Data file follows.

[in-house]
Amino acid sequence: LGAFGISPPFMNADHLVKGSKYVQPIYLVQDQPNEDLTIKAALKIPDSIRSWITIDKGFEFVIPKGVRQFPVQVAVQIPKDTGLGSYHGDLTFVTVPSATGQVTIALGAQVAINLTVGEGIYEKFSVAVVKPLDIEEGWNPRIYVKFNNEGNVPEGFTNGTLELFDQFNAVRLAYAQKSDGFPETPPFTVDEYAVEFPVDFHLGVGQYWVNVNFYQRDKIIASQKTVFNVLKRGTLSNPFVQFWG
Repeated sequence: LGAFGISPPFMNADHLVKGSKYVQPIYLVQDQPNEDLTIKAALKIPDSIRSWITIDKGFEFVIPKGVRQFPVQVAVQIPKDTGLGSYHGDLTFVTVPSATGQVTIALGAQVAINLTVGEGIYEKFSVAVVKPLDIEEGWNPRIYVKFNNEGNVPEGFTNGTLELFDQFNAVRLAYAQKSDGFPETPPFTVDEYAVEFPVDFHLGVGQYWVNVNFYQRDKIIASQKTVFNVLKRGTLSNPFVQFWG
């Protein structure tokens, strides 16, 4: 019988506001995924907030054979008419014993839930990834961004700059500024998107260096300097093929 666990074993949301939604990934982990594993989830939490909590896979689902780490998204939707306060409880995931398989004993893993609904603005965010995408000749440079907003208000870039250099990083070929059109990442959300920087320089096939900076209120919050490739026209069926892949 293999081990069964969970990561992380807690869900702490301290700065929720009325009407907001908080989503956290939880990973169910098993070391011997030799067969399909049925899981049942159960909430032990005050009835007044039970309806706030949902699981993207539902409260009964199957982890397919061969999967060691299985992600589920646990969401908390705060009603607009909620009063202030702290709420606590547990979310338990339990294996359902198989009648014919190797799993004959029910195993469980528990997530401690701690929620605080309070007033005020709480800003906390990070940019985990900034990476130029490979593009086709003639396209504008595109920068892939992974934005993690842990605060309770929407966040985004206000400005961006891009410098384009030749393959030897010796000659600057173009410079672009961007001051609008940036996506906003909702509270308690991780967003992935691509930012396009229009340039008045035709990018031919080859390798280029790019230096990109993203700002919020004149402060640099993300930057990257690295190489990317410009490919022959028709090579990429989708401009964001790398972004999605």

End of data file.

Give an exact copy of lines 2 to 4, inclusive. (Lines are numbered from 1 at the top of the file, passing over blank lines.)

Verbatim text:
Amino acid sequence: LGAFGISPPFMNADHLVKGSKYVQPIYLVQDQPNEDLTIKAALKIPDSIRSWITIDKGFEFVIPKGVRQFPVQVAVQIPKDTGLGSYHGDLTFVTVPSATGQVTIALGAQVAINLTVGEGIYEKFSVAVVKPLDIEEGWNPRIYVKFNNEGNVPEGFTNGTLELFDQFNAVRLAYAQKSDGFPETPPFTVDEYAVEFPVDFHLGVGQYWVNVNFYQRDKIIASQKTVFNVLKRGTLSNPFVQFWG
Repeated sequence: LGAFGISPPFMNADHLVKGSKYVQPIYLVQDQPNEDLTIKAALKIPDSIRSWITIDKGFEFVIPKGVRQFPVQVAVQIPKDTGLGSYHGDLTFVTVPSATGQVTIALGAQVAINLTVGEGIYEKFSVAVVKPLDIEEGWNPRIYVKFNNEGNVPEGFTNGTLELFDQFNAVRLAYAQKSDGFPETPPFTVDEYAVEFPVDFHLGVGQYWVNVNFYQRDKIIASQKTVFNVLKRGTLSNPFVQFWG
């Protein structure tokens, strides 16, 4: 019988506001995924907030054979008419014993839930990834961004700059500024998107260096300097093929 666990074993949301939604990934982990594993989830939490909590896979689902780490998204939707306060409880995931398989004993893993609904603005965010995408000749440079907003208000870039250099990083070929059109990442959300920087320089096939900076209120919050490739026209069926892949 293999081990069964969970990561992380807690869900702490301290700065929720009325009407907001908080989503956290939880990973169910098993070391011997030799067969399909049925899981049942159960909430032990005050009835007044039970309806706030949902699981993207539902409260009964199957982890397919061969999967060691299985992600589920646990969401908390705060009603607009909620009063202030702290709420606590547990979310338990339990294996359902198989009648014919190797799993004959029910195993469980528990997530401690701690929620605080309070007033005020709480800003906390990070940019985990900034990476130029490979593009086709003639396209504008595109920068892939992974934005993690842990605060309770929407966040985004206000400005961006891009410098384009030749393959030897010796000659600057173009410079672009961007001051609008940036996506906003909702509270308690991780967003992935691509930012396009229009340039008045035709990018031919080859390798280029790019230096990109993203700002919020004149402060640099993300930057990257690295190489990317410009490919022959028709090579990429989708401009964001790398972004999605």